Edie Seashore: On Coaching

52 min read

Interview of Edie Seashore by Dorothy Siminovitch

Note: Several days after this extraordinary interview was posted in the Library of Professional Coaching we were informed of the passing of Edie Seashore. This very sad event (occuring soon after the passing of Edie’s husband, Charles Seashore) makes the wisdom conveyed by Edie Seashore in this interview that much more poignant. We have lost a pioneer and explorer in the fields of human relations training, organization development and professional coaching. Fortunately, she has left behind a legacy through not only her writing (including this interview) but also the many women and men she trained, educated, coached and mentored. We will long remember and appreciate this legacy.

Edith Whitfield Seashore, M.A., 84, has more than fifty years of experience in training and consulting with governments and corporations in organizational development and behavior. She is a past president of the NTL Institute and has served as faculty of the Johns Hopkins Fellows Program in Change Management. She is the co‐founder of the American University/NTL Institute Master’s Program in Organization Development and continues as a faculty member in that program. She has co‐edited The Promise of Diversity as well as the book co-authored What Did You Say? The Art of Giving and Receiving Feedback. and Triple Impact Coaching.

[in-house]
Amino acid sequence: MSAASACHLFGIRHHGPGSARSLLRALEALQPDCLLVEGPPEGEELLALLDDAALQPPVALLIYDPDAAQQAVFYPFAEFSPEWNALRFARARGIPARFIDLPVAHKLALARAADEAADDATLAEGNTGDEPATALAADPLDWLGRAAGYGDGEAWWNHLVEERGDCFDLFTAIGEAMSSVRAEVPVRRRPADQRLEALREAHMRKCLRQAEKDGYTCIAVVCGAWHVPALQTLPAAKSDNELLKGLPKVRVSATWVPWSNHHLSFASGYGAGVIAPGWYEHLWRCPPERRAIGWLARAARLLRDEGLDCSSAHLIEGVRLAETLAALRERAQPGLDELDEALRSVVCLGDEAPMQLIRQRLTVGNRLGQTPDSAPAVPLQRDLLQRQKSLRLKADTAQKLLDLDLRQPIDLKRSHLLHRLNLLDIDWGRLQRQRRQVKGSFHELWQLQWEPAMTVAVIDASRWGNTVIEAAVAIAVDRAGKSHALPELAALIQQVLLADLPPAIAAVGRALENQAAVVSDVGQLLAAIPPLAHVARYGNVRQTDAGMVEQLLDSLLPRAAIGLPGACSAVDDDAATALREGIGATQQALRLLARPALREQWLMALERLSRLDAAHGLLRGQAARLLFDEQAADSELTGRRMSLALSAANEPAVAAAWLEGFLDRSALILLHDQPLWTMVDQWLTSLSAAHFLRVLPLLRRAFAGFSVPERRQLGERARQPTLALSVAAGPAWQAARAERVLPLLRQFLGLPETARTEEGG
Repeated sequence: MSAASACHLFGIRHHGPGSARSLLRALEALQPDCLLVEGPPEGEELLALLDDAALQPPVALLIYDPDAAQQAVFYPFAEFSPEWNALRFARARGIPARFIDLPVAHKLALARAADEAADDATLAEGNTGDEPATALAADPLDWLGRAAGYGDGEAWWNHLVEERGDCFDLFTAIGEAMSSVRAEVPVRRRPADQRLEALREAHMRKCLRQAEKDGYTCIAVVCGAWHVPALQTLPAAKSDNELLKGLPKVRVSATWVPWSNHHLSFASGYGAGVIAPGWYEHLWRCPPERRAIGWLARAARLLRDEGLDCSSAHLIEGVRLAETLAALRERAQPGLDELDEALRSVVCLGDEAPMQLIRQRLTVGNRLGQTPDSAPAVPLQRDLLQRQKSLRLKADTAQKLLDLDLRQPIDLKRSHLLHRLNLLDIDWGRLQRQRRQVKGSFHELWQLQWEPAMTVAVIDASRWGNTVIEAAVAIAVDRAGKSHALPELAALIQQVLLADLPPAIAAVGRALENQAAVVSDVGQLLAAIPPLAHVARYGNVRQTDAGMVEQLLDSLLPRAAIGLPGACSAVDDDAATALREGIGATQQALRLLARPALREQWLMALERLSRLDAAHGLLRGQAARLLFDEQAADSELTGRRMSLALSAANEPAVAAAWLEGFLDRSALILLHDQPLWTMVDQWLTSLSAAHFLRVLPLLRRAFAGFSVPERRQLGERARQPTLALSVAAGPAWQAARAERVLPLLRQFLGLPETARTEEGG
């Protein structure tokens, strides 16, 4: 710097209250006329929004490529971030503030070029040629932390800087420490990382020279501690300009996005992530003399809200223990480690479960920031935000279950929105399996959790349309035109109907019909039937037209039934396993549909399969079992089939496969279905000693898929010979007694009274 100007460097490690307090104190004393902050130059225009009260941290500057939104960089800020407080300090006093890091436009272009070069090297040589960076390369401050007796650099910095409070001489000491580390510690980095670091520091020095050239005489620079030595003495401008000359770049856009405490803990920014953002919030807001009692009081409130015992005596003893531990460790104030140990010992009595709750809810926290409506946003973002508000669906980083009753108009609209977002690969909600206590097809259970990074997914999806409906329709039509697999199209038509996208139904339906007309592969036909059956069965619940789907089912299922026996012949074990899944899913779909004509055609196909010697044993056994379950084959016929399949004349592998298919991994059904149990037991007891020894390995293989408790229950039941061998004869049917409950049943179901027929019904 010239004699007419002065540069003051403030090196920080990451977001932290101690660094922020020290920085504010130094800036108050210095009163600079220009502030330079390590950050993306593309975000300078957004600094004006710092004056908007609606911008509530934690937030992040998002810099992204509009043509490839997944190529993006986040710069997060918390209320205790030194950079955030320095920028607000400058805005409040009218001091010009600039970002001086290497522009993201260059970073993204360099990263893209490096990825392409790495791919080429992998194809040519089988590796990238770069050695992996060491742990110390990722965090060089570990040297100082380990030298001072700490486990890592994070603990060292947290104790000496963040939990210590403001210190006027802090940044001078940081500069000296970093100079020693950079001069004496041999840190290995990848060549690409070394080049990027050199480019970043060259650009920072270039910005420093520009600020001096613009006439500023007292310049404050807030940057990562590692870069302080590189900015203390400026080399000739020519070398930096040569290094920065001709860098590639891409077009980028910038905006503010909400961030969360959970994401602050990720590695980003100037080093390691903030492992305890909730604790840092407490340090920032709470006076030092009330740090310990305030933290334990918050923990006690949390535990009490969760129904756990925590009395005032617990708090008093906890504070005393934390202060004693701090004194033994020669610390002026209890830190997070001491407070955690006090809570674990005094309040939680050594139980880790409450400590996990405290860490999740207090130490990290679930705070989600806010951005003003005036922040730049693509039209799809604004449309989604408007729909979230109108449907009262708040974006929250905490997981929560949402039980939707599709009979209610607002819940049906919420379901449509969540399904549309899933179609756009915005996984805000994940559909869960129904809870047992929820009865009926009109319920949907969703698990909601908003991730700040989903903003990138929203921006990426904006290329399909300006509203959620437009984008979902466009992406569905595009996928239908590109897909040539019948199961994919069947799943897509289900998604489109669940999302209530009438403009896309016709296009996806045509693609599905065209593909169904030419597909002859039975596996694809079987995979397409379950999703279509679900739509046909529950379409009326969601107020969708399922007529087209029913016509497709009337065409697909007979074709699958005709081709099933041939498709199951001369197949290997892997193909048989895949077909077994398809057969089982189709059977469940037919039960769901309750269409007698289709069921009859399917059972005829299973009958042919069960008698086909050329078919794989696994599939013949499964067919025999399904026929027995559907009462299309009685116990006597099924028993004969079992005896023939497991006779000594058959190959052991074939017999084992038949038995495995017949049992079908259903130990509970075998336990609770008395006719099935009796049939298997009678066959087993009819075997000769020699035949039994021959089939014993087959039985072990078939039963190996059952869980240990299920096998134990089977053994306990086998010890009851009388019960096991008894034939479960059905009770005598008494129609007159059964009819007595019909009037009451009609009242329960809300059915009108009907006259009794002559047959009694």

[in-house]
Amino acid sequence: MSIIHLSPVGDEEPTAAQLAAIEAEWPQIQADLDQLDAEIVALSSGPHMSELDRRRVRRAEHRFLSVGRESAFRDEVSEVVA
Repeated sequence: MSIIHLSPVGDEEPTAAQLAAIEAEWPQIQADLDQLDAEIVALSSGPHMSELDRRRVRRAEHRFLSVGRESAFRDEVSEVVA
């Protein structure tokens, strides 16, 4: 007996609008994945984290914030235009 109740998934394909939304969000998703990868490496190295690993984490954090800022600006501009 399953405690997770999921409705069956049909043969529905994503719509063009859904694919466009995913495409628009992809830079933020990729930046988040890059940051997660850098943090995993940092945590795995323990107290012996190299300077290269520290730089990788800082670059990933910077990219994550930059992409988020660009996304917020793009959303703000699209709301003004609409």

Edie and DorothyDorothy:  Edie, I take the honor of interviewing you, with particular reference to the great Kurt Lewin who said that “there is nothing as practical as a good theory”.  Long before there was research on female leadership which pointed to the practicality of women in leadership, or academic studies of mastery in practice, or the concept of generativity applied to leadership, you have embodied all these concepts.

As President of NTL (National Training Laboratory), and a steward of OD field , you have seen the field evolve over these last fifty years. You have stood as a pillar of practice and mentored many leaders in the field of OD. You have also been witness and agent to the practice of coaching in the OD field and a pioneer in using “feedback” conceptually and practically to assist professional development of practitioners and executives. I say these large accomplishments to “set the ground” for our interview and formally ask: “From your perspective of the evolution in the applied behavioral sciences, where do you start with your understanding of coaching?

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